try to compute these unknowns. A distinction must be made between the statically

determinate and the statically indeterminate case.

41 3.3 Free body diagram

Requiring force and moment equilibrium provides for a limited number of equa-

tions only, and therefore only a limited number of unknowns can be determined.

For two-dimensional problems force equilibrium results in two equations, while

the requirement of moment equilibrium supplies only one equation, hence three

independent equations can be formulated. Only if the number of unknown reaction

loads equals three is the solution of the unknowns possible. Likewise, in the three-

dimensional case, imposing force and moment equilibrium generates six indepen-

dent equations, such that six unknown reactions can be computed. If a free body

diagram is drawn and all the reactions can be directly identi¬ed from enforcing

the equilibrium conditions, this is referred to as the statically determinate case.

If the reactions de¬ned on a free body diagram cannot be calculated by

imposing the equilibrium conditions, then this is referred to as the statically

indeterminate case. This is dealt with, if more than three forces or moments

for two-dimensional problems or more than six forces or moments for three-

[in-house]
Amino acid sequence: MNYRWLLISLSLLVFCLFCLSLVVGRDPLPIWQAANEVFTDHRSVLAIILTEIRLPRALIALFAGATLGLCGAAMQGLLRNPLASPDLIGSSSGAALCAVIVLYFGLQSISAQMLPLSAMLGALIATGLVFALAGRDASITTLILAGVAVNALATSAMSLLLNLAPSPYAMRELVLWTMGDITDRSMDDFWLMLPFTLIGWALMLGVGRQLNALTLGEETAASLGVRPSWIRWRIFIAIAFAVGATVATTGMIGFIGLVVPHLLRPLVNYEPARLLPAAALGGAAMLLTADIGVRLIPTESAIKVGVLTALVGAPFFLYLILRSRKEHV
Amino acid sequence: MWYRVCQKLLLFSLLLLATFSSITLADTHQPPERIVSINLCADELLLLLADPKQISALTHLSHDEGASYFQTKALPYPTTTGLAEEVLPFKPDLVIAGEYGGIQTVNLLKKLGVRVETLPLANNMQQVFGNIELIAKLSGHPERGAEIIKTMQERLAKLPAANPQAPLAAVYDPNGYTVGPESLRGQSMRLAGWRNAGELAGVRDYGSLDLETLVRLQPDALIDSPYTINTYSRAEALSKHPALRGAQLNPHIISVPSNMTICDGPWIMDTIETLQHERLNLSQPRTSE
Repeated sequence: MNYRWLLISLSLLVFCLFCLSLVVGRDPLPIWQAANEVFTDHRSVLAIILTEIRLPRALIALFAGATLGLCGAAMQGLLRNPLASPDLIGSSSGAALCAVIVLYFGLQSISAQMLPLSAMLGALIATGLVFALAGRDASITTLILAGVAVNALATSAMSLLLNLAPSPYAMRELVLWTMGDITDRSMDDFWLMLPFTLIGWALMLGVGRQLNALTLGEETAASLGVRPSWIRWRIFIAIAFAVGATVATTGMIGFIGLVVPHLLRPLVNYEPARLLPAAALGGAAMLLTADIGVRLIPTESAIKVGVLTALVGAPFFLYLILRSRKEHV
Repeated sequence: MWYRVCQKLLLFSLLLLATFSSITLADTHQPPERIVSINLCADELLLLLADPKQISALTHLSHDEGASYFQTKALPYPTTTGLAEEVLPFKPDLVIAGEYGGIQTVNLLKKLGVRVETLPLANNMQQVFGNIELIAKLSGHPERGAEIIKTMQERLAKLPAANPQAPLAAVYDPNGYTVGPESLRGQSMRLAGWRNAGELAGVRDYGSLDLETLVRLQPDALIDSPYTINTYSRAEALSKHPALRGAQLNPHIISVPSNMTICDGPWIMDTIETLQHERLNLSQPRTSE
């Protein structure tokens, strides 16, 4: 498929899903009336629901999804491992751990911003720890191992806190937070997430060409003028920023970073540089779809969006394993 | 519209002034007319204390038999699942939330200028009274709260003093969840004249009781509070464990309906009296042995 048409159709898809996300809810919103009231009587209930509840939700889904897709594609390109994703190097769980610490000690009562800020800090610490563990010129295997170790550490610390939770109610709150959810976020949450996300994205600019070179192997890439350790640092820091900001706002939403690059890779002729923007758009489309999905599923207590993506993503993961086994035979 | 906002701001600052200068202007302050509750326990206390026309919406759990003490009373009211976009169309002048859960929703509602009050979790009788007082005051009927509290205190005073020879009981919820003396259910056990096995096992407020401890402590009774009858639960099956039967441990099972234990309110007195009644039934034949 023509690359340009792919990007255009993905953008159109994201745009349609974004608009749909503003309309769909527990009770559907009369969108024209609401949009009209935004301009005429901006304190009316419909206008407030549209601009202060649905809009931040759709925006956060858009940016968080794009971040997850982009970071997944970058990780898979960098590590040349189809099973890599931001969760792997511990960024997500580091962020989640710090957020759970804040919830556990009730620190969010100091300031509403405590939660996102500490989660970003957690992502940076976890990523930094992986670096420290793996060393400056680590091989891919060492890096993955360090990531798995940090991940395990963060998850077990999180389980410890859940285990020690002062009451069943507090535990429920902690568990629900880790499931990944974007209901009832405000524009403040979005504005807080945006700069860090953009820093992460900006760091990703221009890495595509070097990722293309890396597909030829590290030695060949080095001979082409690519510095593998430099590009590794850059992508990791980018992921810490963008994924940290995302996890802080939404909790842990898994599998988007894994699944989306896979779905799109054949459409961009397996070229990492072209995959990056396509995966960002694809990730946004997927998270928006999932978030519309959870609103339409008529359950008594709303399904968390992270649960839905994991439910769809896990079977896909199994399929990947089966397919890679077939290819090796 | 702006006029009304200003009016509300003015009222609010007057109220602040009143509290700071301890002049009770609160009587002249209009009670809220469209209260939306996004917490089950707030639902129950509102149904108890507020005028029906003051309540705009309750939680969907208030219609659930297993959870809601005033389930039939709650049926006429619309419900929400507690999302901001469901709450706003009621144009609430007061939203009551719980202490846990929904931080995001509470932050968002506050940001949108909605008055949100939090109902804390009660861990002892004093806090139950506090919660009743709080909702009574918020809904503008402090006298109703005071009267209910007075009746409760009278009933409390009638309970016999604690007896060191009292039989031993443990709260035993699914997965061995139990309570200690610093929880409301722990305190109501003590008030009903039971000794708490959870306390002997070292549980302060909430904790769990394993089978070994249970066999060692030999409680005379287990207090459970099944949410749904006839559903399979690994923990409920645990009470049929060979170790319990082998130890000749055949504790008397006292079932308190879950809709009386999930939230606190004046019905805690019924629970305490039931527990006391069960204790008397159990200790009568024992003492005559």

dimensional problems need to be identi¬ed. It should be noted that the equilibrium

equations do not suf¬ce if in the two-dimensional case more than one moment is

unknown and in the three-dimensional case more than three moments are

unknown.

Example 3.3 As a two-dimensional example, consider the body of a single cell as sketched in

Fig. 3.4, that is loaded by a known force FP , while the body is supported at two

points, say A and B. The support is such that at point A only a force in the horizon-

tal direction can be transmitted. This is represented by the rollers, that allow point

A to freely move in the vertical direction. At point B, however, forces in both

the vertical and horizontal direction can be transmitted from the surrounding to

the body, in the ¬gure indicated by the hinge. A free body diagram is sketched in

Fig. 3.5. The supports are separated from the body. It is assumed that the supports

cannot exert a moment on the body, therefore only reaction forces in the horizon-

tal and vertical direction have been introduced. As a naming convention all forces

in the horizontal direction have been labelled H± (the subscript ± referring to the

point of application), while all vertical forces have been labelled V± . At each of

the attachment points, A and B, reaction forces have been introduced on both the

body and the support. According to the third law of Newton (see Section 2.3):

action = ’ reaction, forces are de¬ned in the opposite direction with respect to

each other, but have equal magnitude. The (three) reaction forces at point A and

point B are, for the time being, unknown. They can be calculated by enforcing

force and moment equilibrium of the body. Hence, both the sum of all forces in

the horizontal direction as well as the sum of all the forces in the vertical direction

acting on the body have to be equal to zero. For this purpose the load FP has been

decomposed into a horizontal force HP and a vertical force VP :

Static equilibrium

42

A

FP

P